Professors Goldberg and Franke on Decisive Defeat of Same-Sex Marriage Bill by New York State Senate

Professors Goldberg and Franke on Decisive Defeat of Same-Sex Marriage Bill by New York State Senate

Media contact: Nancy Goldfarb, 212-854-1584, [email protected]

New York, Dec. 2, 2009 – Today the New York State Senate voted 38 to 24 against a bill that would have extended full marriage rights to same-sex couples in the state of New York.

The senators engaged relatively quickly in an historic debate on the bill (S66003) sponsored by Senator Thomas Duane, D-Manhattan, who is gay; he pleaded with his colleagues to give him the same rights that the rest of the people in the chamber take for granted.


Suzanne Goldberg, Clinical Professor of Law and Director of the Columbia Law School Sexuality and Gender Law Clinic: “With just eight senators standing in the way of marriage equality becoming New York's law, we can see that equality is within sight, even if it is not here yet.  At the same time, today's vote injures not only lesbian and gay couples but also the many New Yorkers who want their home state to embrace justice for all, not selective rights for some.

Katherine Franke, Professor of Law and Director of the Center for Gender & Sexuality Law:  "While the Senate vote fell short of passage of the marriage equality bill, it was by no means a loss for this important civil rights cause.  It is unusual for paradigm-shifting civil rights legislation to pass the first time it is introduced, and that fact that it has the robust support of the Governor, has already passed the Assembly three times, and came before the full Senate, receiving 24 votes in favor, is itself a sign that marriage rights for same sex couples have come of age.   So too, it is worth noting how many Senators went out of their way to explain their "yes" vote as connected to other important civil rights struggles for African Americans and other racial minorities."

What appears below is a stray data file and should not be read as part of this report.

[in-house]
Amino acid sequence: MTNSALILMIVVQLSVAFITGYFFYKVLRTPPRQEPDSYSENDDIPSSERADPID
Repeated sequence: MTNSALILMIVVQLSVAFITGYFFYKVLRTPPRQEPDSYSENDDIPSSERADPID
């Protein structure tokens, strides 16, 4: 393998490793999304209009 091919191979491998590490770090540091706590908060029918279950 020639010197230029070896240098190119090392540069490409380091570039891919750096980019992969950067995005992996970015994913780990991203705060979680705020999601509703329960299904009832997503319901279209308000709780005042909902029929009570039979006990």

Just a few weeks earlier, on Nov. 10, the future of same-sex marriage collided with the political process in Albany as the State Senate delayed a vote on this bill. Gov. David A. Paterson added the bill to the agenda for an emergency session, and supporters lobbied intensively for an immediate vote.

Last month Maine became the 31st state to block same-sex marriage through a referendum, which had supporters of the NY bill worried. Only three state legislatures nationwide have voted, without the intervention of the courts, to approve same- sex marriage.                                       

To reach Professors Goldberg and Franke after hours, call Nancy Goldfarb at 646-413-1328.


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